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At the forefront of financial reform

(China Daily) Updated: 2015-10-22 10:23
Lujiazui aims to become a global centre for asset management, reports Wu Yiyao.
Just hours after China’s central bank announced the launch of the China International Payment System on Oct 8, Standard Chartered Bank (China) Ltd said it had used the global system to complete one of Shanghai’s first renminbi clearing transactions.

As one of the first batch of eight qualified lenders to do such business through the worldwide payment expressway, the London-headquartered Standard Chartered Bank said on the day of the CIPS launch that it completed more than 200 transactions for its clients, all of which have national or regional headquarters in Lujiazui, the vanguard of China’s financial innovation and reform and a hub for the internationalisation of RMB business.

In the past, lenders had to do business through one of the offshore RMB clearing banks in offshore RMB centres such as Hong Kong, Singapore or London or by other means with the help of a corresponding bank on the Chinese mainland. “The newly launched China International Payment System cuts the transaction costs and processing time for payments,” said Helen Wong, president and chief executive of HSBC Bank (China) Co Ltd.

China has been making efforts to accelerate internationalisation of the RMB and boost its use in international trade and financial transactions. To this end, the Belt and Road Initiative and expanding the global use of the Chinese currency have been mutually supportive.

“The increasing commodity trade, infrastructure financing, development of industrial parks and cross-border commerce should play a significant role in pushing forward wider use of the currency,” according to an annual research report on RMB internationalisation and global trade released in October by Renmin University of China’s currency research team.

Many market experts have said they believe President Xi Jinping’s visit to Britain will also benefit China’s financial market opening-up and reform as enhancing the global use of the RMB, deepening financial co-operation and strengthening collaboration amid reforms of the international monetary and financial system are among the major topics China and Britain have been discussing in recent years.

And since Britain is China’s largest outbound investment destination in Europe and London is one of the international offshore RMB centres, there is much potential for the countries to further work together, said Alan Yarrow, Lord Mayor of the City of London, during a visit to China in September.

Authorities and enterprises in Lujiazui have been working hard to leverage the prestige of having the pilot free trade zone and being pioneers of China’s financial reform and innovation, according to the Shanghai Lujiazui Financial and Trade Zone Management Committee.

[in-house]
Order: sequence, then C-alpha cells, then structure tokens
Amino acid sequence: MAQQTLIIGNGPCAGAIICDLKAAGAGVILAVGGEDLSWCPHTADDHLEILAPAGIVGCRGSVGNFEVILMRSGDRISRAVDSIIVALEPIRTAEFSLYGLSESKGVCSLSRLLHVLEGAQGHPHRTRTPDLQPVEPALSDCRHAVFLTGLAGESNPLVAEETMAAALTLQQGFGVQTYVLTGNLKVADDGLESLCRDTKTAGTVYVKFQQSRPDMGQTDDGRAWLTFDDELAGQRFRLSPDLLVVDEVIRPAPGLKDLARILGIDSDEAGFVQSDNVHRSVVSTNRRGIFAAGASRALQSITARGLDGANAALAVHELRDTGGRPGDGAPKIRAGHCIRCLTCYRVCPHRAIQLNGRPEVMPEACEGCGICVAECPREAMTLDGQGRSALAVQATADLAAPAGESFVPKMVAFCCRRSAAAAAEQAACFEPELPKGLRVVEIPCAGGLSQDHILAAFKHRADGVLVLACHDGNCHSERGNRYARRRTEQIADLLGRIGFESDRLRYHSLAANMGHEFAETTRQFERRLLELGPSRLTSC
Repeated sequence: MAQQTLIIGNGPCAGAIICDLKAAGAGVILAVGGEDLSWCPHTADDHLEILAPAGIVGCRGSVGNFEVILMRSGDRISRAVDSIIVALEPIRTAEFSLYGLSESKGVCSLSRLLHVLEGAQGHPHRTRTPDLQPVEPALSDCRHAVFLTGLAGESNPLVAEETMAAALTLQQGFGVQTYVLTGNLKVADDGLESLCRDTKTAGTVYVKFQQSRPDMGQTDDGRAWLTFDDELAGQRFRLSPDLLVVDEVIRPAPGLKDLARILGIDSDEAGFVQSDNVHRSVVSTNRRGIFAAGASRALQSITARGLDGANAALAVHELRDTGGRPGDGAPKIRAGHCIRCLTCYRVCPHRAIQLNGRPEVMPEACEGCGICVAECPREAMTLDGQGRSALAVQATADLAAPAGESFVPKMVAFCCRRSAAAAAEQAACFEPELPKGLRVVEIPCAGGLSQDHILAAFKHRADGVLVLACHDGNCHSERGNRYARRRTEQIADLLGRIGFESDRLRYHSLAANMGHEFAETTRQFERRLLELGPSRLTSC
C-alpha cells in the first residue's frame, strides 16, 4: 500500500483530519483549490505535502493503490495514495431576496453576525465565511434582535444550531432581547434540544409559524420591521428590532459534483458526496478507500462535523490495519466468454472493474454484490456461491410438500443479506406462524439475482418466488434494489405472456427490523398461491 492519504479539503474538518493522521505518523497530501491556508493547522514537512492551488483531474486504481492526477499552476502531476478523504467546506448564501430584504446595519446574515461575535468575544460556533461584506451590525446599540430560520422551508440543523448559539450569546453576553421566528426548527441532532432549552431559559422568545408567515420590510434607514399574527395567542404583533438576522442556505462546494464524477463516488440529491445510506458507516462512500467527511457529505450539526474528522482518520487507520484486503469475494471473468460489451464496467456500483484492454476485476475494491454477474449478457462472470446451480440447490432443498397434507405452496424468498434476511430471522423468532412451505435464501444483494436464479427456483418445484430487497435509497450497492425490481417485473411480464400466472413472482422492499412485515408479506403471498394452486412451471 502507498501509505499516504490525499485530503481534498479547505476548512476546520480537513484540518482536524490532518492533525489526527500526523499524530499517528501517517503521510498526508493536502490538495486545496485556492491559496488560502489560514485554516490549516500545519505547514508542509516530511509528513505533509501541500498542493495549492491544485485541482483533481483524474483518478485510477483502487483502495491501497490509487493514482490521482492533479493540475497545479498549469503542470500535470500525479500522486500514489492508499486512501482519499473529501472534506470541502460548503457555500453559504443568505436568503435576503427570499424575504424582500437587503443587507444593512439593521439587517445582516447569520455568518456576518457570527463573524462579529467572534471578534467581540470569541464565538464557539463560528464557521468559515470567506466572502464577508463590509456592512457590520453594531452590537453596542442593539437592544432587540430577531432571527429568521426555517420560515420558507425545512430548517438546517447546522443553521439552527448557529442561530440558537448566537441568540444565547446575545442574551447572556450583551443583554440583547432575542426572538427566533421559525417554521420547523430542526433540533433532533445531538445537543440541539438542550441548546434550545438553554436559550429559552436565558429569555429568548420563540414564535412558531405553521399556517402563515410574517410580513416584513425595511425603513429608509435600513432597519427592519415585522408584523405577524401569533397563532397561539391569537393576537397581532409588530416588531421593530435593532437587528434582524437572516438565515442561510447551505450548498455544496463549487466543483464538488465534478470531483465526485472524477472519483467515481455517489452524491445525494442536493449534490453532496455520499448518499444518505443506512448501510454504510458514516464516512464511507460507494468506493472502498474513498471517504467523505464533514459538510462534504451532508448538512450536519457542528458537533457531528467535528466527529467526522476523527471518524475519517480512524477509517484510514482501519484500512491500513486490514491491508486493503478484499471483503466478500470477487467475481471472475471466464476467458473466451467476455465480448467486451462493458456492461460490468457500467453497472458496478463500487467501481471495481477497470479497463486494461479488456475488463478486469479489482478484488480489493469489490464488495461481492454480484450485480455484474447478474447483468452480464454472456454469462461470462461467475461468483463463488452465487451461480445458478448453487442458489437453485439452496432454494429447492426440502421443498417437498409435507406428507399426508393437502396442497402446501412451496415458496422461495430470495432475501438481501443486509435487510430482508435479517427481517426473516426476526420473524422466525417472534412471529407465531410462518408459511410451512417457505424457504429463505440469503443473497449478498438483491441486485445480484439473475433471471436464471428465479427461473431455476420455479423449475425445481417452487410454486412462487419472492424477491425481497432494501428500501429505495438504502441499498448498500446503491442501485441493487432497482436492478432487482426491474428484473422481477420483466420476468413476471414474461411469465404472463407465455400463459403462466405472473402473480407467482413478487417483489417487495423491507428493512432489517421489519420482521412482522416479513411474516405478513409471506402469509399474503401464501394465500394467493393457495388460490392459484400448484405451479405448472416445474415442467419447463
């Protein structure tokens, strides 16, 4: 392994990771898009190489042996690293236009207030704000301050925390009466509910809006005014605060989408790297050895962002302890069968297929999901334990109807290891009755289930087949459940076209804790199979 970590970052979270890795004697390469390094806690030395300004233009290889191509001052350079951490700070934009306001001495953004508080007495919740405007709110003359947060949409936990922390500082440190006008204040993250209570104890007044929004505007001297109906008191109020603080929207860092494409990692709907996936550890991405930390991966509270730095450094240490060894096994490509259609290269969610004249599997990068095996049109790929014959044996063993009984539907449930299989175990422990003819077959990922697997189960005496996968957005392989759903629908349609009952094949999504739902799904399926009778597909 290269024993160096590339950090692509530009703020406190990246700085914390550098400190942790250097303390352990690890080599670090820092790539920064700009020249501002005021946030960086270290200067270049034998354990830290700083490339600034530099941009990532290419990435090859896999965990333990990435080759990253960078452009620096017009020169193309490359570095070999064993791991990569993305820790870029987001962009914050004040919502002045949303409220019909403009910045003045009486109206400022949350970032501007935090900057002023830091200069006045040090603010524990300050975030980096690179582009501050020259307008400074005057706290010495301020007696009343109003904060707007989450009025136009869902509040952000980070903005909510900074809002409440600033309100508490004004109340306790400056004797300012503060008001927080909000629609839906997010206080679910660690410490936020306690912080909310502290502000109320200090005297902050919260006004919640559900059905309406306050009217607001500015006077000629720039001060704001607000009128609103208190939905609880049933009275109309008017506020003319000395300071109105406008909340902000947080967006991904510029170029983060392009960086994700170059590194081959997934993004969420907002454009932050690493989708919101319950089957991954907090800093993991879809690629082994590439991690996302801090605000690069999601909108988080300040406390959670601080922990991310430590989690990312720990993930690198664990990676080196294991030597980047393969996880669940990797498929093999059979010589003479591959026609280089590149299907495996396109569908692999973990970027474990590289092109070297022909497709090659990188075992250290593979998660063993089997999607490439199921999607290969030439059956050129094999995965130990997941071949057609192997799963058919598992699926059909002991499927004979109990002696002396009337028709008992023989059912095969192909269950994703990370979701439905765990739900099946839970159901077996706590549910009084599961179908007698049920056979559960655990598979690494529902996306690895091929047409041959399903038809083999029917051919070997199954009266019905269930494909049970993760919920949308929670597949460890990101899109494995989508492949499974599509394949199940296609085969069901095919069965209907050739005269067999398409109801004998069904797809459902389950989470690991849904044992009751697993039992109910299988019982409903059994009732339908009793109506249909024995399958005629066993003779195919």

“Lujiazui has a goal to become a global asset management centre and a global wealth management centre, expanding its calibre to serve domestic and global investors,” said the committee’s work report.

The government has said it plans to deliver more services and act efficiently to bring more companies and business into the financial hub to support financial innovation and reform by leveraging more resources as the RMB opens up to the global market.

“Lujiazui Finance and Trade Zone will establish platforms for information exchange between regulators and local authorities. Since the start of this year, we’ve organised conferences and workshops for enterprises to share their successful experience of emerging business, such as the free trade accounts at Bank of China, Shanghai Pudong Development Bank and HSBC,” said the committee report.

The report said the committee wished to optimise Lujiazui’s capacity to allocate global resources by combining Shanghai’s efforts to become an international financial centre with the reforms at Shanghai Free Trade Zone.

Authorities have also said they want to deliver more services to expose overseas capital to domestic private equity and facilitate cross-border capital allocations.

In September, Aberdeen Asset Management Plc, Europe’s largest listed fund manager, was granted a business license to operate in China and located its office in Lujiazui. According to Martin Gilbert, the company’s chief executive, the office will be a wholly owned subsidiary that offers investment opportunities to both Chinese and foreign investors.

Moves to open up China’s financial market have included the launch of the international board of the gold exchange at Shanghai Free Trade Zone by the Shanghai Gold Exchange in September last year, lifting the ceiling on foreign currency deposits and opening up the free trade accounts at the free trade zone, all of which first operated for lenders, trade companies and other firms in Lujiazui.

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